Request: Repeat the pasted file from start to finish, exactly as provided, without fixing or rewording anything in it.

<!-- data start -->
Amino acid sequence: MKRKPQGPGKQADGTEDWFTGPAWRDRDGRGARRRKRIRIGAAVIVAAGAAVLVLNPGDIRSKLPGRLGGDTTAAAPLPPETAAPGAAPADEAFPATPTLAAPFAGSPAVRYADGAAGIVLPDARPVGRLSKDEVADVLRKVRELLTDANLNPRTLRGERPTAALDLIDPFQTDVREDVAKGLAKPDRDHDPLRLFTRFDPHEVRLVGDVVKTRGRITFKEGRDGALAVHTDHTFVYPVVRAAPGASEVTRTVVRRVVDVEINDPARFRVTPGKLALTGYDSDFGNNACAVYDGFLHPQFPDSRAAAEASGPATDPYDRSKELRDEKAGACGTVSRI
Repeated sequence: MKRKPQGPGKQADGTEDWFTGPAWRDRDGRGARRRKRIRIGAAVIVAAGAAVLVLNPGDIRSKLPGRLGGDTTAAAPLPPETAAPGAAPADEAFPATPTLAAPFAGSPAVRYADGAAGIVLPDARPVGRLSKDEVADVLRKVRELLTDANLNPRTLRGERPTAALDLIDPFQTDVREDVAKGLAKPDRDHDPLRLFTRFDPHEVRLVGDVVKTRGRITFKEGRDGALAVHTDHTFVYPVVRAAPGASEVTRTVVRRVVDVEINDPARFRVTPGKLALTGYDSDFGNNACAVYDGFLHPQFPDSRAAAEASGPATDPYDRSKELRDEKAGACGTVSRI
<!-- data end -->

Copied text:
Amino acid sequence: MKRKPQGPGKQADGTEDWFTGPAWRDRDGRGARRRKRIRIGAAVIVAAGAAVLVLNPGDIRSKLPGRLGGDTTAAAPLPPETAAPGAAPADEAFPATPTLAAPFAGSPAVRYADGAAGIVLPDARPVGRLSKDEVADVLRKVRELLTDANLNPRTLRGERPTAALDLIDPFQTDVREDVAKGLAKPDRDHDPLRLFTRFDPHEVRLVGDVVKTRGRITFKEGRDGALAVHTDHTFVYPVVRAAPGASEVTRTVVRRVVDVEINDPARFRVTPGKLALTGYDSDFGNNACAVYDGFLHPQFPDSRAAAEASGPATDPYDRSKELRDEKAGACGTVSRI
Repeated sequence: MKRKPQGPGKQADGTEDWFTGPAWRDRDGRGARRRKRIRIGAAVIVAAGAAVLVLNPGDIRSKLPGRLGGDTTAAAPLPPETAAPGAAPADEAFPATPTLAAPFAGSPAVRYADGAAGIVLPDARPVGRLSKDEVADVLRKVRELLTDANLNPRTLRGERPTAALDLIDPFQTDVREDVAKGLAKPDRDHDPLRLFTRFDPHEVRLVGDVVKTRGRITFKEGRDGALAVHTDHTFVYPVVRAAPGASEVTRTVVRRVVDVEINDPARFRVTPGKLALTGYDSDFGNNACAVYDGFLHPQFPDSRAAAEASGPATDPYDRSKELRDEKAGACGTVSRI